Audiences often trust that performers know the history of the music they present, but even for the most dedicated performers there are unanswered questions.

Jesse Rodin's students sing at Memorial Church

Jesse Rodin’s students perform Johannes Ockeghem’s Missa Ecce Ancilla Domini from a modern choirbook in January 2016 in Stanford’s Memorial Church. (Image credit: Mark Nye)

How, for instance, were ensemble performances experienced during the Renaissance? Do we experience them similarly today?

For Jesse Rodin, associate professor of music, questions like these are central. “We might not ever be able to escape our modernity,” he said, but “that shouldn’t be an excuse not to engage with our historical materials.” Reenacting musical works as they were performed, as Rodin’s ensembles aim to do, might offer insights into music history that documents do not.

What jousting tells us about singing

Rodin’s recent research explores how performers and listeners experienced polyphonic (i.e., multi-voice) music of the 15th century. Music historians have long been frustrated by a lack of primary sources. Little survives about time-bound listening experiences – the sort of lush description modern audiences expect in a review.

According to Rodin, this gap in documentation is exceptional even by standards of the time. For instance, Antoine de La Sale’s Jean de Saintré: A Late Medieval Education in Love and Chivalry (1456) recounts the tale of a lowly page who, with the help of a secret, noble lover, rises through the ranks to become a knight. La Sale narrates Saintré’s jousts as though he were “sportscasting,” in Rodin’s words, with “an unbelievable amount of detail, especially concerning the moment-to-moment events that make up each stage of the battle.”

Music, however, didn’t receive the same kind of attention. Unlike jousting, written descriptions of complex, notation-based musical repertories were of less interest. But Rodin believes 15th-century accounts of jousts and feasts can serve as models for experiences of other time-bound activities.

“When writing about music,” he said, “we can emulate these models.”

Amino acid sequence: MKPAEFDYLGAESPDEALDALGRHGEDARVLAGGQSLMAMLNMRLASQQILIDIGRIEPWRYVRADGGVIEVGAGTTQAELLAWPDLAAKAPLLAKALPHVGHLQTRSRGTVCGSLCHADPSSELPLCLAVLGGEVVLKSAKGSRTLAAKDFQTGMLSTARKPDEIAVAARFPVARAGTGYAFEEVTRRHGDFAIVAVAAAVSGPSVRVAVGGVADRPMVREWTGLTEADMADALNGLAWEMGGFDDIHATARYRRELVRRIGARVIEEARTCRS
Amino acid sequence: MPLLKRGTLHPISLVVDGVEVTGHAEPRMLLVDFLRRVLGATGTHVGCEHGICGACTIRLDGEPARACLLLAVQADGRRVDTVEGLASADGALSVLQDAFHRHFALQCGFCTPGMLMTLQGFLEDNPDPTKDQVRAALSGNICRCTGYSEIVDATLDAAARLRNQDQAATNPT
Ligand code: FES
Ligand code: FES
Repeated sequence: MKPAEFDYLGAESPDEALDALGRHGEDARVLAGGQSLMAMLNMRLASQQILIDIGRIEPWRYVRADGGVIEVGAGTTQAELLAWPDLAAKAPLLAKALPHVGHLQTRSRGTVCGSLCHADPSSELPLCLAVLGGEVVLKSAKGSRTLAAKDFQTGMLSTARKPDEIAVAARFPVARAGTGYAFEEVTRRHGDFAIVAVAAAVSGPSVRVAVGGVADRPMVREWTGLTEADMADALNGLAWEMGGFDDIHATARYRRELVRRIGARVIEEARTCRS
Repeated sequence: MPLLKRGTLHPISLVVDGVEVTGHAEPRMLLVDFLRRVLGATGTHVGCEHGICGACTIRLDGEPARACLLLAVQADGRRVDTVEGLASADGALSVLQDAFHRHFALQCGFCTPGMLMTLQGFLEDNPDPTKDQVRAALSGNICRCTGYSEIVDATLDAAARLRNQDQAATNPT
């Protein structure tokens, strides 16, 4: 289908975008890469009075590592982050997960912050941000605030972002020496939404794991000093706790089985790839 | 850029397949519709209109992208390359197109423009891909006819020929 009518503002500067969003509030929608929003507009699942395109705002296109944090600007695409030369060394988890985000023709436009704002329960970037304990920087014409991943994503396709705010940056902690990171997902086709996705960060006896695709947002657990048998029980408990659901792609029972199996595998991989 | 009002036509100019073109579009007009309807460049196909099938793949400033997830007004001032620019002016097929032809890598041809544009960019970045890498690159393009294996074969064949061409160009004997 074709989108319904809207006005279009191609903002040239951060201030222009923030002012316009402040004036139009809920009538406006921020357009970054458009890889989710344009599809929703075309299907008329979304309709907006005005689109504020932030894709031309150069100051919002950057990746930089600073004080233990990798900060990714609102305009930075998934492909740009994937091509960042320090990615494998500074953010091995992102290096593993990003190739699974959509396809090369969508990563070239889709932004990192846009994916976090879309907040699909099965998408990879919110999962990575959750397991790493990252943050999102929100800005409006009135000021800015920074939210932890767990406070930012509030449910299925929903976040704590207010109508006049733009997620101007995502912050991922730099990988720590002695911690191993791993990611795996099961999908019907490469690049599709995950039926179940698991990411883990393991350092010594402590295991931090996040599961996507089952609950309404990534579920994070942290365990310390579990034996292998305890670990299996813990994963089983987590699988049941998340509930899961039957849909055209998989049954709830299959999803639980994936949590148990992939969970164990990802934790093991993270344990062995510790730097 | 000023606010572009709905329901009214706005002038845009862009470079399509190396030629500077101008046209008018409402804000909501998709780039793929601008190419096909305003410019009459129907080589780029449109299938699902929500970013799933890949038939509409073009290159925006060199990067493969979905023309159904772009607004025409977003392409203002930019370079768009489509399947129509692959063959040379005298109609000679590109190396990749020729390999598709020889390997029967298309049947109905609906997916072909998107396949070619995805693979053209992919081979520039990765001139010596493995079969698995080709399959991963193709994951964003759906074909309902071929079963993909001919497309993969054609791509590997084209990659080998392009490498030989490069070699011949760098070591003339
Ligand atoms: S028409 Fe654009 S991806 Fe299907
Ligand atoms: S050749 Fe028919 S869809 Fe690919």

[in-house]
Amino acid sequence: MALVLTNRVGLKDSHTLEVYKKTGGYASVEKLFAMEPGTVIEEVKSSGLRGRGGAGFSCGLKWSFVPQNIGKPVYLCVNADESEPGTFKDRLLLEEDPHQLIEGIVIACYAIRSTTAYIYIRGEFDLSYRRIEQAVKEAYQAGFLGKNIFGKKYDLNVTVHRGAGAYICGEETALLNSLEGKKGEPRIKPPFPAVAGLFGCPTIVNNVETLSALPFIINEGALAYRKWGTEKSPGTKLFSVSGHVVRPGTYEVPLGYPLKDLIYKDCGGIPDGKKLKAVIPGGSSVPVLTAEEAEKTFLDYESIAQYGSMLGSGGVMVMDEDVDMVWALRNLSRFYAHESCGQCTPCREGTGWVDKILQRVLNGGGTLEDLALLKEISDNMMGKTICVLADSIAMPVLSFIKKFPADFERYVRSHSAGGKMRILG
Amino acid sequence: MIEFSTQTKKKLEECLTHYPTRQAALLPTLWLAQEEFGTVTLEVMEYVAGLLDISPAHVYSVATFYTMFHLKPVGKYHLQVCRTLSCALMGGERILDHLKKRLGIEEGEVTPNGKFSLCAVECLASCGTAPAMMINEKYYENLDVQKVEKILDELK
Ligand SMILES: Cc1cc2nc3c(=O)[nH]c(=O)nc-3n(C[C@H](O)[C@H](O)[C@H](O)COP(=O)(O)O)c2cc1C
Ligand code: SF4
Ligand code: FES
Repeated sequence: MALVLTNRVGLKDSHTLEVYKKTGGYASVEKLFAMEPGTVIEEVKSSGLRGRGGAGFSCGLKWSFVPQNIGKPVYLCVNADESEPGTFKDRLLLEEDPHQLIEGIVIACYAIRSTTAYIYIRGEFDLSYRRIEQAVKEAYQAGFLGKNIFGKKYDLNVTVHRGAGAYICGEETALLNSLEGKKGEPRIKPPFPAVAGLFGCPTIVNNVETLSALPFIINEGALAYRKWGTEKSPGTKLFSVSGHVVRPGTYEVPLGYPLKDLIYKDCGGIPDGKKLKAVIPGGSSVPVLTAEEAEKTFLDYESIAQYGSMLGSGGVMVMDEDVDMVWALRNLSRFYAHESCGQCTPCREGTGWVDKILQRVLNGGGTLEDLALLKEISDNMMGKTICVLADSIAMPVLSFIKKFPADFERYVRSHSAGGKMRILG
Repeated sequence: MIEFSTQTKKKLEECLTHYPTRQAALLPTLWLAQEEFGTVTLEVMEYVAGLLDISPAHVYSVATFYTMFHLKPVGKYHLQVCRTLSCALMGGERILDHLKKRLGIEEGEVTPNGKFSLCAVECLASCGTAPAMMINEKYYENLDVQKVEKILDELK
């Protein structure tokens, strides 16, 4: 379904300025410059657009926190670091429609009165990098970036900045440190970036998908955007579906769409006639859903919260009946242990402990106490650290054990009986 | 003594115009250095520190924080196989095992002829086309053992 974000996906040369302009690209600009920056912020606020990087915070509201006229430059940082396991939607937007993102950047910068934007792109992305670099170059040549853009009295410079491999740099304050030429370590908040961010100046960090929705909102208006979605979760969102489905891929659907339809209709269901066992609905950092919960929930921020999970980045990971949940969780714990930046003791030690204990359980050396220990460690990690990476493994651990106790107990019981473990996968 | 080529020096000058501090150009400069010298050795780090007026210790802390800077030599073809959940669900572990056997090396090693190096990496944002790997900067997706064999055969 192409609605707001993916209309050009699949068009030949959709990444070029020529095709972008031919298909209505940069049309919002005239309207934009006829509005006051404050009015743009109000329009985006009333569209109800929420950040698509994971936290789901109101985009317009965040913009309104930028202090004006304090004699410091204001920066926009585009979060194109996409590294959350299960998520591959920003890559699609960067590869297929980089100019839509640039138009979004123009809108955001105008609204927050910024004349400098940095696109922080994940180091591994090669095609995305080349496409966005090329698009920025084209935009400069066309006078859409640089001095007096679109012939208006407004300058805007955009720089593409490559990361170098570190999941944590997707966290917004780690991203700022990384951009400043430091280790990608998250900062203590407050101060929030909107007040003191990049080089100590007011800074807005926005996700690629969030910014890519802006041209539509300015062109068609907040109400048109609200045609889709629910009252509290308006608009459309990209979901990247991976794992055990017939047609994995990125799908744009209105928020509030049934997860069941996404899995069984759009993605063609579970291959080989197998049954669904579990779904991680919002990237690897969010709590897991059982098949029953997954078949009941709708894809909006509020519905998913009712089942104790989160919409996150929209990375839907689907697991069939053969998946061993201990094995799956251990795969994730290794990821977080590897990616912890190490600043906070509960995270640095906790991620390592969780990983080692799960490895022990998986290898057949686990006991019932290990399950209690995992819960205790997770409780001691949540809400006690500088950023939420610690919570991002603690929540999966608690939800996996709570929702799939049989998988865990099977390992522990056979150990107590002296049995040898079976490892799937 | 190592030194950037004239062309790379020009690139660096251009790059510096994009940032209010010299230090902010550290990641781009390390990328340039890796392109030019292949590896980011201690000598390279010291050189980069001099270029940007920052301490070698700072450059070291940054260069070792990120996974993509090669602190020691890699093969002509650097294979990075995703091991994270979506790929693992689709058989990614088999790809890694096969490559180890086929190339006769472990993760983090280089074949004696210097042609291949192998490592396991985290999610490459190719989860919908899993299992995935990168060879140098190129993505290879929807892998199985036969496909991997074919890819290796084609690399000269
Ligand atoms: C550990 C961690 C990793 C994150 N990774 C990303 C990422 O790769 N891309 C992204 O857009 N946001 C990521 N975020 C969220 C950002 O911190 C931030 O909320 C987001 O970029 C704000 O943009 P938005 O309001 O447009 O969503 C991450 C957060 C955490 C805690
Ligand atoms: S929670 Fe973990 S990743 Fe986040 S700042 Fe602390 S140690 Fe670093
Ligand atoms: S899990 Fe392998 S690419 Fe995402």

While historical records about music are important sources of information, Rodin said performing the music is equally crucial in elucidating experiences of past audiences. That led him to start Cut Circle, a vocal ensemble he founded in 2003 as a Harvard graduate student. Cut Circle describes itself as recapturing the “gritty, intense experience” of the late-medieval repertory, “informed by deep knowledge of the music’s twists and turns.”

Cut Circle’s first album debuted alongside Rodin’s monograph, Josquin’s Rome (2012). The ensemble’s latest album, Guillaume Du Fay: Les messes à teneur, has received several prizes: the 2016 Olivier Messiaen Prize for best choral recording from the Académie du Disque Lyrique, Editor’s Choice in Gramophone and a Diapason d’Or from Diapason.

Rodin’s goals are lofty and his standards exacting. “Most singers can’t do it,” he said. “This repertory is exceedingly challenging to perform at a high level.”

Bringing Renaissance music to Stanford

In 2012, the Stanford Arts Institute and Department of Music helped Rodin commission a replica of a 15th-century Florentine music lectern that stands nearly 6½ feet tall, which Rodin’s students now regularly use in performance.

For his class Performance as Analysis: Late-Medieval Music in Action, Rodin obtained permission from the registrar to schedule its meetings as long rehearsals during the first 10 days of the winter 2016 quarter, enabling participants to achieve high levels of proficiency singing the repertory. In preparation for the class’s January 2016 performance in Memorial Church, Stanford arranged for Cut Circle to be in-residence to work with Rodin’s students.

What made the experience special for Rodin was seeing the students clustered around the lectern, singing from a modern reproduction of a 15th-century choir book. When alto singers imitate sopranos in a choir spread out in a “U” formation, listeners hear the melody first in their left ear, then in their right. But in a performance from a lectern, all the sound comes from the same place – listeners experience a “concentrated blast rather than a stereo effect.”

“As a performer, you’re doing it the way they did it in the 15th century,” said Rodin, who also instructs the course Stanford Facsimile Singers, where students perform secular and religious polyphonic works from original notation. “Standing shoulder to shoulder, singers tend to approach the music with greater intensity and a stronger sense of corporate identity.”

In a class of their own

Courses like Stanford Facsimile Singers have peers at other institutions – the Medieval Song Lab at Yale, for instance – but singing from original notation is hardly common.

“We’re collectively at the beginning of this endeavor,” Rodin said. “To get beyond questions like ‘Is there ink bleeding through the page?’ and ‘Is this rhythm dotted?’ requires total immersion. In fact, there’s no standing ensemble in the world that can pick up a choir book and just start singing.”

Rodin has no doubt that many 15th-century singers could do just that. “The music is often complex. You can’t fudge it, at least, not if you want to avoid a train wreck,” he said.

Still, unknowns abound. Extant sources reveal little about vocal color or dynamics (i.e., volume). In Rodin’s view, even if answers to such questions were available, they might prove uncomfortable. Indeed, the tastes of a late-medieval listener might clash with modern sensibilities.

“Our best hope is to try to emulate late-medieval performance circumstances,” Rodin said, “with as deep a knowledge of the repertory as possible.”

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